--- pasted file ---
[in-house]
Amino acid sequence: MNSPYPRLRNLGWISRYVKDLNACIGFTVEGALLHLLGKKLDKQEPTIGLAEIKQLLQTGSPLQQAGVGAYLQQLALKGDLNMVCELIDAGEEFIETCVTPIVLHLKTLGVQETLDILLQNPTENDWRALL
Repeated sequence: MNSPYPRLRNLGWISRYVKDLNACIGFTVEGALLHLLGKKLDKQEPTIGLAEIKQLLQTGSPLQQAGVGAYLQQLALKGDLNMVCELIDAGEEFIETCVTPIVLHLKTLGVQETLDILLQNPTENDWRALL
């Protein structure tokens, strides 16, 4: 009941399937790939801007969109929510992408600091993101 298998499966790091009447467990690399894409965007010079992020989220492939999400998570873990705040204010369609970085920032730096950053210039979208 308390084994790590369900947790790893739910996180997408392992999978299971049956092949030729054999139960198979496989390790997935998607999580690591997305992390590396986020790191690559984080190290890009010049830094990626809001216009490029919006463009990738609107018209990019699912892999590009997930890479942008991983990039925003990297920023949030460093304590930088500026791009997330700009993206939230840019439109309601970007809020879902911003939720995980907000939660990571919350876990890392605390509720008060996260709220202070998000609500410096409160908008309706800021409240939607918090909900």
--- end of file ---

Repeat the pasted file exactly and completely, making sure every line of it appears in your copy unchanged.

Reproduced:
[in-house]
Amino acid sequence: MNSPYPRLRNLGWISRYVKDLNACIGFTVEGALLHLLGKKLDKQEPTIGLAEIKQLLQTGSPLQQAGVGAYLQQLALKGDLNMVCELIDAGEEFIETCVTPIVLHLKTLGVQETLDILLQNPTENDWRALL
Repeated sequence: MNSPYPRLRNLGWISRYVKDLNACIGFTVEGALLHLLGKKLDKQEPTIGLAEIKQLLQTGSPLQQAGVGAYLQQLALKGDLNMVCELIDAGEEFIETCVTPIVLHLKTLGVQETLDILLQNPTENDWRALL
């Protein structure tokens, strides 16, 4: 009941399937790939801007969109929510992408600091993101 298998499966790091009447467990690399894409965007010079992020989220492939999400998570873990705040204010369609970085920032730096950053210039979208 308390084994790590369900947790790893739910996180997408392992999978299971049956092949030729054999139960198979496989390790997935998607999580690591997305992390590396986020790191690559984080190290890009010049830094990626809001216009490029919006463009990738609107018209990019699912892999590009997930890479942008991983990039925003990297920023949030460093304590930088500026791009997330700009993206939230840019439109309601970007809020879902911003939720995980907000939660990571919350876990890392605390509720008060996260709220202070998000609500410096409160908008309706800021409240939607918090909900």